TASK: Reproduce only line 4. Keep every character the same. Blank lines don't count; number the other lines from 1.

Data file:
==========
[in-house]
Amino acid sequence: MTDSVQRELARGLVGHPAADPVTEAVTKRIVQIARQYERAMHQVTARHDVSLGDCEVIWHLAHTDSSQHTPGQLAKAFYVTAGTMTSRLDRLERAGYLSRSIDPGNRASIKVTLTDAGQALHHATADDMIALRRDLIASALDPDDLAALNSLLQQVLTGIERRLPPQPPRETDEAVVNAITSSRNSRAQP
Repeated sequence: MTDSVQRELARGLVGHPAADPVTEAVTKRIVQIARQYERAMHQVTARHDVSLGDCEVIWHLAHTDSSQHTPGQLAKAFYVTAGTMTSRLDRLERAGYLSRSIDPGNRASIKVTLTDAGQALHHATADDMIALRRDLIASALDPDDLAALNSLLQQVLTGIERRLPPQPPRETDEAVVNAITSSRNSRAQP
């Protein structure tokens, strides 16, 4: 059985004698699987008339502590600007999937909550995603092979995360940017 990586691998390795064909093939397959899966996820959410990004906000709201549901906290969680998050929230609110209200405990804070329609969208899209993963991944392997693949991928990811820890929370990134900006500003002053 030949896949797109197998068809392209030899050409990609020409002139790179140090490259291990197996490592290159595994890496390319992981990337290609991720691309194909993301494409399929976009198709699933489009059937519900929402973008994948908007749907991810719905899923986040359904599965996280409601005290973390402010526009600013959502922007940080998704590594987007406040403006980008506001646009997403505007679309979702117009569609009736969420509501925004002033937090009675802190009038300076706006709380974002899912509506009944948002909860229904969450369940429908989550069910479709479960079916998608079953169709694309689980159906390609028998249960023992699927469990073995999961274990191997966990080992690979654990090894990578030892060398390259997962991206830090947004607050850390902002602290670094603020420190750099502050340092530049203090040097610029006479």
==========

């Protein structure tokens, strides 16, 4: 059985004698699987008339502590600007999937909550995603092979995360940017 990586691998390795064909093939397959899966996820959410990004906000709201549901906290969680998050929230609110209200405990804070329609969208899209993963991944392997693949991928990811820890929370990134900006500003002053 030949896949797109197998068809392209030899050409990609020409002139790179140090490259291990197996490592290159595994890496390319992981990337290609991720691309194909993301494409399929976009198709699933489009059937519900929402973008994948908007749907991810719905899923986040359904599965996280409601005290973390402010526009600013959502922007940080998704590594987007406040403006980008506001646009997403505007679309979702117009569609009736969420509501925004002033937090009675802190009038300076706006709380974002899912509506009944948002909860229904969450369940429908989550069910479709479960079916998608079953169709694309689980159906390609028998249960023992699927469990073995999961274990191997966990080992690979654990090894990578030892060398390259997962991206830090947004607050850390902002602290670094603020420190750099502050340092530049203090040097610029006479």